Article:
Another Side of Autumn …
“The crickets felt it was their duty to warn everybody that summertime cannot last forever. Even on the most beautiful days in the whole year – the days when summer is changing into autumn – the crickets spread the rumour of sadness and change.”
― E.B. White, Charlotte’s Web
There is a melancholy that accompanies autumn; not a profound weeping or heart-wrenching anguish. It is not a sadness or even a sense of regret. It is something more delicate and fine-spun, like a deep sigh of resignation, of accepting loss. For some, the colors of autumn are a reward, a resplendent triumph over the stifling heat of summer. But, that is not true of me.
The sky blazes with bronze oak leaves and shimmering red vine maples. Aspens are resplendent in yellow, the color of sweet creamery butter. Sweetgum trees tantalize with a brazen performance—their leaves turning from green to gold to red-purple in what seems a matter of moments.
On my garden path cyclamen raise their heads; gentle pink and white blooms awakening from their slumber, knowing that soon the flowers of summer will wither and fade, and only the cyclamen will remain.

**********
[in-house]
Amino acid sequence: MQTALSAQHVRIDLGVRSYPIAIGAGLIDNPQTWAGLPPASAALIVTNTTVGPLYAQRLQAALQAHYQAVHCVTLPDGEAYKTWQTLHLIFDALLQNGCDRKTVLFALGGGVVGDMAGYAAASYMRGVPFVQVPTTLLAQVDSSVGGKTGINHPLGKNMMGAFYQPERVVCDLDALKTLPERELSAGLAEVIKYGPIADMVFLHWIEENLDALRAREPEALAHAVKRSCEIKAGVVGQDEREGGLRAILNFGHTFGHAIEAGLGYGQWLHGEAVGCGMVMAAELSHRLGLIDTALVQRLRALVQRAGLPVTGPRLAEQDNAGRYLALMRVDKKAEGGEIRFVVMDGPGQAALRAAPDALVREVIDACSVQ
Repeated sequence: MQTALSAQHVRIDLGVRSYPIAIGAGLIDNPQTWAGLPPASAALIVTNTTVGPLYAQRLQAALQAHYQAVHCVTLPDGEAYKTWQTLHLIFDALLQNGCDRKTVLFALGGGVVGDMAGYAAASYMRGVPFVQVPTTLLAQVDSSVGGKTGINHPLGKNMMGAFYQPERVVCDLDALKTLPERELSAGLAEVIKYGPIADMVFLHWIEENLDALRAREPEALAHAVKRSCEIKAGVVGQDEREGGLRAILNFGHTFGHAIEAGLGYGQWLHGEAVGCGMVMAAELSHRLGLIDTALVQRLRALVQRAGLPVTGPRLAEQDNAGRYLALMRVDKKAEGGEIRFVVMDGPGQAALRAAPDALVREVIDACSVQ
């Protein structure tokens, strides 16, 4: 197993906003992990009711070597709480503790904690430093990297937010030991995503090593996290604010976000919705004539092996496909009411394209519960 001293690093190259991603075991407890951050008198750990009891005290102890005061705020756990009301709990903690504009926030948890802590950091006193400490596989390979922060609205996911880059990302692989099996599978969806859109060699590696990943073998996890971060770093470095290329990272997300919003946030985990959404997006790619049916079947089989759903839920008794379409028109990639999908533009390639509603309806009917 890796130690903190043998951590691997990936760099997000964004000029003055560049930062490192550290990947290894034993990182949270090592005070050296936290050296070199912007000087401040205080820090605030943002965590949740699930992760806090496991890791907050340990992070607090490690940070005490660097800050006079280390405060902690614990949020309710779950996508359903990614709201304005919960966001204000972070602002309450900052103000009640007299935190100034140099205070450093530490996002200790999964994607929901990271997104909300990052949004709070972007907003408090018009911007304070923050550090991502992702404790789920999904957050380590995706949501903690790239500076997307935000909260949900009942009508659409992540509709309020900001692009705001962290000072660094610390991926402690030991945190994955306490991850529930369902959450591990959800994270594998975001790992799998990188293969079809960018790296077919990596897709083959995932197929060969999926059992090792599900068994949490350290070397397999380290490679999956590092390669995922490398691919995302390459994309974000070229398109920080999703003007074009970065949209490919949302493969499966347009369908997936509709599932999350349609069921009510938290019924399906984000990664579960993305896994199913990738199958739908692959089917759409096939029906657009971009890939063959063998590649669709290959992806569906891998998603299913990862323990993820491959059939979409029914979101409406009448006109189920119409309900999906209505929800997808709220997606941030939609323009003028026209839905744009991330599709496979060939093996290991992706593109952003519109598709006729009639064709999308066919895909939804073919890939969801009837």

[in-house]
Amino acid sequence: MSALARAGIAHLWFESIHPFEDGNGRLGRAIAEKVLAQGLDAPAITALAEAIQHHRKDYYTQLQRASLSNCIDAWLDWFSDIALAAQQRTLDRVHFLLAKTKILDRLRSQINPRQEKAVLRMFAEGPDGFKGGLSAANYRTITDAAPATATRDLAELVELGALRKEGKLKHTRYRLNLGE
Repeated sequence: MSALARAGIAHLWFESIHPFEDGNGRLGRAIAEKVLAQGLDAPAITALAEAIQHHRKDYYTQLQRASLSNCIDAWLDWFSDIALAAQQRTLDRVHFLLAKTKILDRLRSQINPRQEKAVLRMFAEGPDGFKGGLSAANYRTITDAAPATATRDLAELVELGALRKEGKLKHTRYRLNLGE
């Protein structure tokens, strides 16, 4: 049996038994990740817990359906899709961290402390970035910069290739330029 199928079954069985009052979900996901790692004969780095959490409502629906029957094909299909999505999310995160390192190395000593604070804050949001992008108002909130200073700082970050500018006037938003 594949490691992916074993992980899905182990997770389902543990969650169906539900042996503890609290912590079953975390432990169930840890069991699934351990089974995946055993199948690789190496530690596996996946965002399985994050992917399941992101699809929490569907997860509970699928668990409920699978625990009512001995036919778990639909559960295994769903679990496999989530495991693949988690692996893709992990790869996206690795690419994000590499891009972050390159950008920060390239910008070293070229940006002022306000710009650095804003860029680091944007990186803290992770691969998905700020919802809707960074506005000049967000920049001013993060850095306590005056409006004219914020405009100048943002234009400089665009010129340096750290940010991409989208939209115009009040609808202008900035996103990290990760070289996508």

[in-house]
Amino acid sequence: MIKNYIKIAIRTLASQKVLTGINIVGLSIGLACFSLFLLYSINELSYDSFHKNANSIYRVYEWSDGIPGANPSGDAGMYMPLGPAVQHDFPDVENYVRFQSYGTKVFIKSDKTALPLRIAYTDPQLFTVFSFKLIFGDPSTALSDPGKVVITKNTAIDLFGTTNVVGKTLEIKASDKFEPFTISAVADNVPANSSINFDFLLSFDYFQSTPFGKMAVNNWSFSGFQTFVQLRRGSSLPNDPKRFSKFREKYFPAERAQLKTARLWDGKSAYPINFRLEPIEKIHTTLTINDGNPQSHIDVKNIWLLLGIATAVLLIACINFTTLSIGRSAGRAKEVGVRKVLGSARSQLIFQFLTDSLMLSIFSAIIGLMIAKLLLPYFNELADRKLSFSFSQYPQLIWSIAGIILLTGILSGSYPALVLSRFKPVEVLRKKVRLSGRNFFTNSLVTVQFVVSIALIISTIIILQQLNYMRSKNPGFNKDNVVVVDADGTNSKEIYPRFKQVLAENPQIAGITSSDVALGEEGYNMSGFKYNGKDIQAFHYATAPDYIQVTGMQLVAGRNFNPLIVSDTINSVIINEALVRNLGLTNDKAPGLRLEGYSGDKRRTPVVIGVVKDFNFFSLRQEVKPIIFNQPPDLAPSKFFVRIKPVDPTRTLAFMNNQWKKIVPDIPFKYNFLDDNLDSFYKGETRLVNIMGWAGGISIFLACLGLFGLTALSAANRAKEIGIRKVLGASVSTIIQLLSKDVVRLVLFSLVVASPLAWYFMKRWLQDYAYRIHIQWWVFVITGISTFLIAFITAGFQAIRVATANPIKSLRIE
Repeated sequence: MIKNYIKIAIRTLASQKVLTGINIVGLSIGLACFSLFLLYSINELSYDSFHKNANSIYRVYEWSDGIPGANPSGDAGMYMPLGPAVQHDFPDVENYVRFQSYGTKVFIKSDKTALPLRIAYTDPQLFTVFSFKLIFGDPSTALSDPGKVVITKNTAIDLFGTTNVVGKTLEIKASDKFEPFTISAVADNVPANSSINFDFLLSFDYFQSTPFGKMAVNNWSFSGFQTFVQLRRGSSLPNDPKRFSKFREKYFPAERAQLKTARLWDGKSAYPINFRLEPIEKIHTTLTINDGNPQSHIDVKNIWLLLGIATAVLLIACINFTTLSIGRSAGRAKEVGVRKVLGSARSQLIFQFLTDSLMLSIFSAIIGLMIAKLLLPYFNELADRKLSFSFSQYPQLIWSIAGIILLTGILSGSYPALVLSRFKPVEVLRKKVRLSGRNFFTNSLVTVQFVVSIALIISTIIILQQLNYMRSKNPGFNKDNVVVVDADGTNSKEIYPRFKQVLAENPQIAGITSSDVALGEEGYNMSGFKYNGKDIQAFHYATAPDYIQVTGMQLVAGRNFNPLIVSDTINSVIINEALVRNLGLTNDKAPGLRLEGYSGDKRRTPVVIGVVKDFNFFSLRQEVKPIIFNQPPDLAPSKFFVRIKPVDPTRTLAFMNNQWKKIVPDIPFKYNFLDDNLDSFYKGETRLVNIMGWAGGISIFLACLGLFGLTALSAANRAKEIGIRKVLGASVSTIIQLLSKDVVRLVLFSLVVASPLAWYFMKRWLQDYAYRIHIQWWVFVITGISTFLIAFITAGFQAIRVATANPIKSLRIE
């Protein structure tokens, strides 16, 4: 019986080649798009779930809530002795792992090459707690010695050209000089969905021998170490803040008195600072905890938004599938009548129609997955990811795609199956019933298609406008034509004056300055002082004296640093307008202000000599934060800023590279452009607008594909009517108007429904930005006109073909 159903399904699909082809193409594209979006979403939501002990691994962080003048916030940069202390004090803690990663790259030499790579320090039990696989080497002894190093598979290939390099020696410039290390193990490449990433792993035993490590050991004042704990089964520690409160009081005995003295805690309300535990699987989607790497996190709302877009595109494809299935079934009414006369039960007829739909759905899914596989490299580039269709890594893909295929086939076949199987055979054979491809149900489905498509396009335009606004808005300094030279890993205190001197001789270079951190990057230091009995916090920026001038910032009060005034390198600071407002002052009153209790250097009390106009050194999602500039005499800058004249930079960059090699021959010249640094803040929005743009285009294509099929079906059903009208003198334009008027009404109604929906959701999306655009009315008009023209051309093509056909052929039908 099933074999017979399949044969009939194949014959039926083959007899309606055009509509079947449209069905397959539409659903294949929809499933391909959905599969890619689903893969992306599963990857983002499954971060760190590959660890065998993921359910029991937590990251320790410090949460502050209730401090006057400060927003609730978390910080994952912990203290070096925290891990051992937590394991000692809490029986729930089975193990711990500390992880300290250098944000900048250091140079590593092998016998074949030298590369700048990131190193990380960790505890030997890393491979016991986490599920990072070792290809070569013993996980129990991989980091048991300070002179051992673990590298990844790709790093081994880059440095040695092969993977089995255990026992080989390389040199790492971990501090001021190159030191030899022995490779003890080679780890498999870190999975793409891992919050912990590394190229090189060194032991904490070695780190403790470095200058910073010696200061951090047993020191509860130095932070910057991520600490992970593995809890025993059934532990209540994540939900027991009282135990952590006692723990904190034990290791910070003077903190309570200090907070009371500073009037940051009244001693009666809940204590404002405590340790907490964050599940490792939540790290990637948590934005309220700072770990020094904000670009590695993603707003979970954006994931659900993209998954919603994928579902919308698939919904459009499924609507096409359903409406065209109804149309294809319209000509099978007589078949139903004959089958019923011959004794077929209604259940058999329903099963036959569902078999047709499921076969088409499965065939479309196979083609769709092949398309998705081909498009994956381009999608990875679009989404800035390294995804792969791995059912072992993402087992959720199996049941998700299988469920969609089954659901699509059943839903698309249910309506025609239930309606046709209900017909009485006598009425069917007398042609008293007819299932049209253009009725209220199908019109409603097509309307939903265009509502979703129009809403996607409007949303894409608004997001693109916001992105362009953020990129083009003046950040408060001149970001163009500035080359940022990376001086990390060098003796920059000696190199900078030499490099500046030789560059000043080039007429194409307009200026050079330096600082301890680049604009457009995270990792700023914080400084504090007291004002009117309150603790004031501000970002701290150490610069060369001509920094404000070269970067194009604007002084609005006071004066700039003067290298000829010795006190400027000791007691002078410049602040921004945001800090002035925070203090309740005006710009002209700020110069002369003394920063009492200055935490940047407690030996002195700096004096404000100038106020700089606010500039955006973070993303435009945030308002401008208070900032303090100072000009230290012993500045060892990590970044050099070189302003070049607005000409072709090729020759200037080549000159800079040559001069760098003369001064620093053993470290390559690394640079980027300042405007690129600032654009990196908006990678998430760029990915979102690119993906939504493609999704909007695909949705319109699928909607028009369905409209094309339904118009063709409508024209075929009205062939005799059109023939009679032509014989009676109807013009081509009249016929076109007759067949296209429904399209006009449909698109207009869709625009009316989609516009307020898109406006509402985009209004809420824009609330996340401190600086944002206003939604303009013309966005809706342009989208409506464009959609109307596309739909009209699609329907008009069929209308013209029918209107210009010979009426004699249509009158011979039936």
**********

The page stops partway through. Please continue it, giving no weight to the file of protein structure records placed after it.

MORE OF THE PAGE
The familiar summer kiss of dew on the morning grass has been replaced by a light mist. It shrouds our existence, giving the morning sunlight a soft, hazy glow. The afternoon sun is still warm, but much lower in the sky.
Autumn is not one distinct aroma, but an interweave of many scents that tell me the new season is approaching. Apples are ripe on the trees. Low-hanging fruit has already been snatched by hungry deer; they leave half-eaten fruit on the lawn. Fading foliage wilts and falls to the ground. A slightly sour, but not unpleasant aroma comes from the leaves composting, decaying, and returning back to the earth.
All of these sensory touches possess a subtle beauty, but my heart does not gladden as it does in April; for all of their splendor, these sights, sounds, and aromas point to a world that is dying. How is it that as leaves perish, they experience a re-birth, the Phoenix rising from the embers? This is not triumph—it is decay, a winding-down towards death.
And that is the melancholy, the subtext. This last burst of glory occurs only because the end is not far; the end comes to all living things, including you and me. In the colors of autumn, we see our own mortality, and a beauty mixed with sadness that is never far away.
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